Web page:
Cymraeg / English
Historic Landscape Characterisation
The Clywedog Valley:
Llanidloes and Llanidloes Without communities, Powys
Steeply sloping hill edge south of the Severn valley with widely dispersed farms, woodland plantations of 19th-century origin and mostly regular fieldscapes probably representing enclosure of former upland grazing and former common land in the 18th and 19th centuries.
The area fell within the manorial township of Cilmachallt in the 19th-century Montgomeryshire tithe parish of Llanidloes.
Key historic landscape characteristics
Steeply sloping hill edge to the south and east of the Severn valley overlooking Llanidloes, between a height of 170-320 metres above sea level, dissected by steep-sided stream valleys including the Lletty Cochnant stream. The lower-lying parts of the area are covered with slowly permeable and seasonally waterlogged fine silty and clayey soils derived from mudstone and shales drift deposits, which historically has been best suited to stock rearing and dairying on permanent grassland and cereals in some better-drained areas. The higher parts of the area are covered with well-drained fine loamy or fine silty soils overlying rock, which have historically been best suited to stock rearing, with woodland on steeper slopes. Substantial parts of the higher ground, including Berth-lwyd Coppice were already covered with woodland plantations in the later 19th century, parts of which have since been felled and returned to rough grazing. Areas of sinuous semi-natural broadleaved woodland and scrub survive along some steep-sided stream valleys and on steep slopes elsewhere in the area.
Only a small number of placenames are recorded within the area, but it is probably significant that the stream Lletty Cochnant, a tributary of the Severn at Llanidloes, includes the element llety (‘small house, shelter’) indicating the former presence of small and possibly seasonally-occupied dwellings. Few archaeological sites are recorded in the character area, mostly a scattering of small, disused stone quarries which probably provided building for Llanidloes and the surrounding area.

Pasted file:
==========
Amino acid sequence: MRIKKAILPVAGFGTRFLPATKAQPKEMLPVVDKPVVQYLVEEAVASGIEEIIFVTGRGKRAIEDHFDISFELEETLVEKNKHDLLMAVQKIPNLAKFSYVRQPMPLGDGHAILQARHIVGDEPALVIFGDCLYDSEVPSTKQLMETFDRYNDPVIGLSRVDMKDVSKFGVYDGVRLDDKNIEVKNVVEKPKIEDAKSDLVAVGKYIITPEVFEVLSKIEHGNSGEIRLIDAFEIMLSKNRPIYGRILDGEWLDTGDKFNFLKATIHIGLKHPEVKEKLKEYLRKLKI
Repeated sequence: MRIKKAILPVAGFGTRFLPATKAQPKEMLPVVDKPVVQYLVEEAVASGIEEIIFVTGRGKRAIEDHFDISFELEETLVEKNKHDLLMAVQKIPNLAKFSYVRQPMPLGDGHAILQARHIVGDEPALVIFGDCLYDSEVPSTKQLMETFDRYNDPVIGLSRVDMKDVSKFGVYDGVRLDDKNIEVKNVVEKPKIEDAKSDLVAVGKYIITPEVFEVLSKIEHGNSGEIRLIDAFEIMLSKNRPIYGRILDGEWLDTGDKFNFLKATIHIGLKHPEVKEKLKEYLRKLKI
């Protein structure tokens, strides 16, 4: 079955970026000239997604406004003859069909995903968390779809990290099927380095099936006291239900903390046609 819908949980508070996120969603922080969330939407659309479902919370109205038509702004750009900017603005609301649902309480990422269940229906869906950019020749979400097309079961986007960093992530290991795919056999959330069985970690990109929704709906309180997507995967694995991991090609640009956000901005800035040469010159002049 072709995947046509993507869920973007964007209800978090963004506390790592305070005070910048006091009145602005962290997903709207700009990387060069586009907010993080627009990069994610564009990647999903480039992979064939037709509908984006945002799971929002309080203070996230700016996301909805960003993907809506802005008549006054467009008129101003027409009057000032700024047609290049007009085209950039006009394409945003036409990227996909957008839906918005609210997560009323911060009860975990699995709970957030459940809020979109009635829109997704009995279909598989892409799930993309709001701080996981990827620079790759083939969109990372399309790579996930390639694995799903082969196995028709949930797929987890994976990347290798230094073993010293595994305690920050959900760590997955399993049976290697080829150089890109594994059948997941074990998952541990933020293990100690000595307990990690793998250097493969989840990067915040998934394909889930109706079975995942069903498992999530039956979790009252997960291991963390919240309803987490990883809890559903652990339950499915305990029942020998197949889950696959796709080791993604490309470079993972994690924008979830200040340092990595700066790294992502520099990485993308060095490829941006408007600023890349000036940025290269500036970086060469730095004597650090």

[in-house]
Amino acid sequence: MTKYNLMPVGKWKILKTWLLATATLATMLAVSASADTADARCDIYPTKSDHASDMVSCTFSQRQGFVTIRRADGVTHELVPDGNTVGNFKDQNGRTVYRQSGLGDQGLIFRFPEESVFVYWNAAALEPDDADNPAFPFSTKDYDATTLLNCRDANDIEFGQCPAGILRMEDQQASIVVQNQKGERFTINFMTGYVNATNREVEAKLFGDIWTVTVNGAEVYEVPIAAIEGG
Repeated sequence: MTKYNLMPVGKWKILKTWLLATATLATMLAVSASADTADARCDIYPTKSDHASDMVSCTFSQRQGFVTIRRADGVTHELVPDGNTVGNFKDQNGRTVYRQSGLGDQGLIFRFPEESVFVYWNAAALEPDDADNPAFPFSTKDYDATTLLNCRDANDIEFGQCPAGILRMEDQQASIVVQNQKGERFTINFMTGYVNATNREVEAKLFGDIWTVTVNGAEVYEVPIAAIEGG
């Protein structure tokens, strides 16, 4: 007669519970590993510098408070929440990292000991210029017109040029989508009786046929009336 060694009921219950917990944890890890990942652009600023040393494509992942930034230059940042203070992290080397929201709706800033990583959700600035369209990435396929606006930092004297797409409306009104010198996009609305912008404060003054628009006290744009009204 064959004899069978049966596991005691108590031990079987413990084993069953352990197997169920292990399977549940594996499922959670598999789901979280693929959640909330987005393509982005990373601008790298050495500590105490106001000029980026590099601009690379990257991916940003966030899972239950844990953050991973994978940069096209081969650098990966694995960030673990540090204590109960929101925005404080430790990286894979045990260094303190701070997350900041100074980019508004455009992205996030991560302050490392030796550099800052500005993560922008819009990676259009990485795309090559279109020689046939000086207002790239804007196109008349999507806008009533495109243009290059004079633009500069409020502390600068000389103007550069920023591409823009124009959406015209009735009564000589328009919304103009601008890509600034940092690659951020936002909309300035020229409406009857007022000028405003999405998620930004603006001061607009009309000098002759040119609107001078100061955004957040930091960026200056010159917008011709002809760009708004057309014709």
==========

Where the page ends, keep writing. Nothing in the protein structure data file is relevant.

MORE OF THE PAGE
Fieldscapes are characterized by large and small straight-sided fields on the higher ground, probably representing enclosure of former open grazing in the later 18th century onwards, and by small irregular fields on the lower slopes which probably represent a more gradual process of clearance and enclosure from at least medieval times. Parts of the area were subject to parliamentary enclosure in the early 19th century.
Historic Environment Record; Cadw Listed Building descriptions; modern Ordnance Survey 1:10,000, 1:25,000 mapping and 1st edn Ordnance Survey 1:2,500 mapping; Jones 1983; Richards 1969; Soil Survey of England and Wales; Sothern and Drewett 1991; Thomas 1955-56
For further information please contact the Clwyd-Powys Archaeological Trust at this address, or link to the Countryside Council for Wales' web site at www.ccw.gov.uk.
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